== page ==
Readers should definitely take a look at the next part of the handbook entitled Working with Gentoo which explains how to keep the software up to date, install additional software packages, details on USE flags, the OpenRC init system, and various other informative topics relating to managing a Gentoo system post-installation.
Apart from the handbook, readers should also feel encouraged to explore other corners of the Gentoo wiki to find additional, community-provided documentation. The Gentoo wiki team also offers a documentation topic overview which lists a selection of wiki articles by category. For instance, it refers to the localization guide to make a system feel more at home (particularly useful for users who speak English as a second language).
The majority of users with desktop use cases will setup graphical environments in which to work natively. There are many community maintained 'meta' articles for supported desktop environments (DEs) and window managers (WMs). Readers should be aware that each DE will require slightly different setup steps, which will lengthen add complexity to bootstrapping.
Many other Meta articles exist to provide our readers with high level overviews of available software within Gentoo.
Readers should note that all official Gentoo sites online are governed by Gentoo's code of conduct. Being active in the Gentoo community is a privilege, not a right, and users should be aware that the code of conduct exists for a reason.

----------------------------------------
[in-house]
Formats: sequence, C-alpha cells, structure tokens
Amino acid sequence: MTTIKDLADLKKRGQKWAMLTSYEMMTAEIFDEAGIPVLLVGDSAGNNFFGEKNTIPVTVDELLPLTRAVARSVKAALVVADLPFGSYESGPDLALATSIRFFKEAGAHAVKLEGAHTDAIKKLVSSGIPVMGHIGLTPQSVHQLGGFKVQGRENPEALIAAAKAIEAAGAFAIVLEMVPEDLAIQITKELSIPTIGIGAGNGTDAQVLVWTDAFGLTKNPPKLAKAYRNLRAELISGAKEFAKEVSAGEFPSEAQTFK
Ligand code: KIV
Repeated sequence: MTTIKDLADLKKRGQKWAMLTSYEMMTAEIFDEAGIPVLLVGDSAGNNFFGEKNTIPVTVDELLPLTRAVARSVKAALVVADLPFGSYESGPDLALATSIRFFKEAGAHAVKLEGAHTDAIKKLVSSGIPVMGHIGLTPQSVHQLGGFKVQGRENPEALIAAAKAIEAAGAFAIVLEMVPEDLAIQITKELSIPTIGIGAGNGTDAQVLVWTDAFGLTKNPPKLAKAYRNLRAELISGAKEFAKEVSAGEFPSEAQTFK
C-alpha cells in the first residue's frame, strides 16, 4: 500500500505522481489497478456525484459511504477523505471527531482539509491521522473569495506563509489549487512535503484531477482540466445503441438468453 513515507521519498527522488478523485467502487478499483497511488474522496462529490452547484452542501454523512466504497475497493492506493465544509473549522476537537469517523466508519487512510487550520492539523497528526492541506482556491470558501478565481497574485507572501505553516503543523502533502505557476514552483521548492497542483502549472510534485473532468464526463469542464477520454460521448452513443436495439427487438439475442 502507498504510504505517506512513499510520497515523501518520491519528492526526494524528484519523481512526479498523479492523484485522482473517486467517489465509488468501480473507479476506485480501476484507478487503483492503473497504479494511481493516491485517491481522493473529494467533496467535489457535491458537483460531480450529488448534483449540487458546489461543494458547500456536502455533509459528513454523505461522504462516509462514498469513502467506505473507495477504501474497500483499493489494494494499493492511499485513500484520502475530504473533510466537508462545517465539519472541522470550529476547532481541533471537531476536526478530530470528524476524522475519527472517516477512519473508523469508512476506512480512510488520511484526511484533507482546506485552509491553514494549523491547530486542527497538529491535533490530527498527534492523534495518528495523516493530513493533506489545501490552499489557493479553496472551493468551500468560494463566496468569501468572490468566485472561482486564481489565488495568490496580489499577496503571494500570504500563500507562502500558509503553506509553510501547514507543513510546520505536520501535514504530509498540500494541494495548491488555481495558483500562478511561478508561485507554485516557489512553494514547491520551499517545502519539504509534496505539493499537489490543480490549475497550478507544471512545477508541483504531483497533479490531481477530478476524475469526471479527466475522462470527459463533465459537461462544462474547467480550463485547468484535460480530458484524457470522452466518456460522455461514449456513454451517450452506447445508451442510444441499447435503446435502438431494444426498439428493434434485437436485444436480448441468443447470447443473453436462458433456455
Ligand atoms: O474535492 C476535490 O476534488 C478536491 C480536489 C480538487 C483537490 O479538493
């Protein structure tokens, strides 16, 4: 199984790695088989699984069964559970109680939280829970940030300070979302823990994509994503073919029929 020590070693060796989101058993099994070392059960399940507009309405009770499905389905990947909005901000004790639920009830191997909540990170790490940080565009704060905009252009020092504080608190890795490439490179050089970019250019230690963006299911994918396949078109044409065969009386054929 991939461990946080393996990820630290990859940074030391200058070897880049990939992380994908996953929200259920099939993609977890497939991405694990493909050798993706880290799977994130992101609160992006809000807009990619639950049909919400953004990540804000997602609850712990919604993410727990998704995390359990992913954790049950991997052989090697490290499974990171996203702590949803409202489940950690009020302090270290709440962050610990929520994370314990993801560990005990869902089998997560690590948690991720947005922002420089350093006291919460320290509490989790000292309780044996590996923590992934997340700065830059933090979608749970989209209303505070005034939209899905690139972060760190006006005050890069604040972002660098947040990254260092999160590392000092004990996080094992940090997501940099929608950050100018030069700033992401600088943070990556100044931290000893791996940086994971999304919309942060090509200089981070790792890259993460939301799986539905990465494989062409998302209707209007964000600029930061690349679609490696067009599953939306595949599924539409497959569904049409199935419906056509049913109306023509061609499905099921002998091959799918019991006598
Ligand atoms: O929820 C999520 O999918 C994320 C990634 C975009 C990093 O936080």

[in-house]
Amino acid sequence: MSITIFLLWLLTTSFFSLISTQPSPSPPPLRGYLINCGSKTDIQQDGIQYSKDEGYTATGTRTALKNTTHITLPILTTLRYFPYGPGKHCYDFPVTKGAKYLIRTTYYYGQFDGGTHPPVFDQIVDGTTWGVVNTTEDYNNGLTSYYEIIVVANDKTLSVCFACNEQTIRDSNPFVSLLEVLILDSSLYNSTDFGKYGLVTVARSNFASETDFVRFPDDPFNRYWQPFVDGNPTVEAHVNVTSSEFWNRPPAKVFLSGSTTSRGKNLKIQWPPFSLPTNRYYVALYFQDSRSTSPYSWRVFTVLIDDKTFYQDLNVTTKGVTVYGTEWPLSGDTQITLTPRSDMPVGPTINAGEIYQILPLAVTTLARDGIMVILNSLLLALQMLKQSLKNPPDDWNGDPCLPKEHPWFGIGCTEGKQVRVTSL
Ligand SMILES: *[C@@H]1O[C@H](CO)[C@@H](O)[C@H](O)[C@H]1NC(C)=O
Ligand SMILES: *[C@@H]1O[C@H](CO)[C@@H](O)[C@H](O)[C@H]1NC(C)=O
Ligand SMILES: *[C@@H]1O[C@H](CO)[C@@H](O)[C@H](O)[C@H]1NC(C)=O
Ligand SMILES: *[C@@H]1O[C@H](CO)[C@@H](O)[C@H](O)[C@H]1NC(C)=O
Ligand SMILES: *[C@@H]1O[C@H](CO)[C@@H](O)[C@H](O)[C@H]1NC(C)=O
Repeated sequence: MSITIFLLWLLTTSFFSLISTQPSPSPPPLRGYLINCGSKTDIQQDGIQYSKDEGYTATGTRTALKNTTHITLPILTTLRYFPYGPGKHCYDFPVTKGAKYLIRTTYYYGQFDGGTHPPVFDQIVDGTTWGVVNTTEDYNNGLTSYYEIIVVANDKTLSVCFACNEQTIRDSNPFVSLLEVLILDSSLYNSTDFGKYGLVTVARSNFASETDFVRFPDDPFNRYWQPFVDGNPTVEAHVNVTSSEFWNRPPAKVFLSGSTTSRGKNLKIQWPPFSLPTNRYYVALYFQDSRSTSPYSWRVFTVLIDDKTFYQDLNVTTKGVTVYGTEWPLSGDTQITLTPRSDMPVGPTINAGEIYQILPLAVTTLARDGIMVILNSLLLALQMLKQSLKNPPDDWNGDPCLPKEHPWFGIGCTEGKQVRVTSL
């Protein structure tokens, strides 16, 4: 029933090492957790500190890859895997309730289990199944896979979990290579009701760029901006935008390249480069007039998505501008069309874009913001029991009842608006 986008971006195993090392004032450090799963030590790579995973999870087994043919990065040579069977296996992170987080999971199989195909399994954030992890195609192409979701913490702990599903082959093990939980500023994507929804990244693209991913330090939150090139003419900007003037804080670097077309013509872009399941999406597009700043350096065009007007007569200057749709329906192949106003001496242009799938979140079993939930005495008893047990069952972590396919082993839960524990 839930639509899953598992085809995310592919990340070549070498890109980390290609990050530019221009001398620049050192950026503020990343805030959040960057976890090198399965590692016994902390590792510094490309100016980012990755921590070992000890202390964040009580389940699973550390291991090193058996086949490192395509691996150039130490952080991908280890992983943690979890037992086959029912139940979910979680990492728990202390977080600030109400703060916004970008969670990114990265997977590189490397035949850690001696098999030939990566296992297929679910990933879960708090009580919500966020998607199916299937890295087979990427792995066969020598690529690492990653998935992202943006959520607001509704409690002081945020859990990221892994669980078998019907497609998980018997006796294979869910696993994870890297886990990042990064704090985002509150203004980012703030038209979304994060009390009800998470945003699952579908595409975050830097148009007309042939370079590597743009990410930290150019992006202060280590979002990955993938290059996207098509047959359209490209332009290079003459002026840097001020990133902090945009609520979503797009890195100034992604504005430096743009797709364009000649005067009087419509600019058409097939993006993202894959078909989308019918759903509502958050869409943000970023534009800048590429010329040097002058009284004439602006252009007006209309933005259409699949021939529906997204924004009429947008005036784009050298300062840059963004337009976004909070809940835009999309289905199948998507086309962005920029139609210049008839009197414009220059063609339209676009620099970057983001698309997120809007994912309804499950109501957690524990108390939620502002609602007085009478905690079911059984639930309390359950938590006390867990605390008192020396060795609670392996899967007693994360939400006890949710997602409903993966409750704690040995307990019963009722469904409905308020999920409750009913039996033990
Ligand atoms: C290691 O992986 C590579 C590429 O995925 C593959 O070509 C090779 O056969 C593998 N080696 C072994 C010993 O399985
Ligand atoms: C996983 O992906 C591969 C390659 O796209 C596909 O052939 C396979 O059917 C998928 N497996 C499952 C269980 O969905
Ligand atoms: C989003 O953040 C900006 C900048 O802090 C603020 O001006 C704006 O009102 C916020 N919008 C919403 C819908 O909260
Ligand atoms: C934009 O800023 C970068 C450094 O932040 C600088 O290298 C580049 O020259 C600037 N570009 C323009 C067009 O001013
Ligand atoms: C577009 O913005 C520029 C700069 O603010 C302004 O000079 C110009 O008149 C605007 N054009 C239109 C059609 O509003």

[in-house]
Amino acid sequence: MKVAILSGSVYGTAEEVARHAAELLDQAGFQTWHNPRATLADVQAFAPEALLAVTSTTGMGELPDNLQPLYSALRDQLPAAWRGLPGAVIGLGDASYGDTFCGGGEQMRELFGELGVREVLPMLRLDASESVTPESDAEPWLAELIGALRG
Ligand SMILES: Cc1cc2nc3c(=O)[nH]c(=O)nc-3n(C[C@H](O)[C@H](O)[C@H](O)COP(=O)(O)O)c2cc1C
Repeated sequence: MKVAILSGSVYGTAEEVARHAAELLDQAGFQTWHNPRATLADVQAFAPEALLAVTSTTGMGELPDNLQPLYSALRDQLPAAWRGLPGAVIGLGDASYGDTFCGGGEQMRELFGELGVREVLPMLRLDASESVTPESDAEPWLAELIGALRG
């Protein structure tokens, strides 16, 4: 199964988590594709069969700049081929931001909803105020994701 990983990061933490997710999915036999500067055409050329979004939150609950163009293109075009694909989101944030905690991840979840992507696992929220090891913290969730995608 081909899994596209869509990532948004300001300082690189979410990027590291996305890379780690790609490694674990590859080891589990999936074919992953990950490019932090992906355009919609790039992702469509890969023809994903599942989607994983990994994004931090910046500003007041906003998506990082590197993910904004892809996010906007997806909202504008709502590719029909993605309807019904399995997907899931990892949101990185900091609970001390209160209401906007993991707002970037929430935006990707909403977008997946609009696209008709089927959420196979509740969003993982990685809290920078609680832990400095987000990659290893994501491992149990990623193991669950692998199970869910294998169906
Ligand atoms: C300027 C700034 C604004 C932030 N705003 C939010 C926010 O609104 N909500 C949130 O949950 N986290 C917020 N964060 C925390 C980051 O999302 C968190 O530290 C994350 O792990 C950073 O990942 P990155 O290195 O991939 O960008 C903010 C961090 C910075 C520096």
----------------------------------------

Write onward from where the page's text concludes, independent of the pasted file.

With the exception of the Libera.Chat hosted internet relay chat (IRC) network and the mailing lists, most Gentoo websites require an account on a per site basis in order to ask questions, open a discussion, or enter a bug.
Forums and IRC
Every user is welcome on our Gentoo forums or on one of our internet relay chat channels. It is easy to search for the forums to see if an issue experienced on a fresh Gentoo install has been discovered in the past and resolved after some feedback. The likelihood of other users experiencing the installation issues by first-time Gentoo can be surprising. It is advised users search the forums and the wiki before asking for assistance in Gentoo support channels.
Several mailing lists are available to the community members who prefer to ask for support or feedback over email rather than create a user account on the forums or IRC. Users will need to follow the instructions in order to subscribe to specific mailing lists.
Sometimes after reviewing the wiki, searching the forums, and seeking support in the IRC channel or mailing lists there is no known solution to a problem. Generally this is a sign to open a bug on Gentoo's Bugzilla site.
Readers who desire to learn more about developing Gentoo can take a look at the Development guide. This guide provides instructions on writing ebuilds, working with eclasses, and provides definitions for many general concepts behind Gentoo development.
Gentoo is a robust, flexible, and excellently maintained distribution. The developer community is happy to hear feedback on how to make Gentoo an even better distribution.
As a reminder, any feedback for this handbook should follow the guidelines detailed in the How do I improve the Handbook? section at the beginning of the handbook.
We look forward to seeing how our users will choose to implement Gentoo to fit their unique use cases and needs.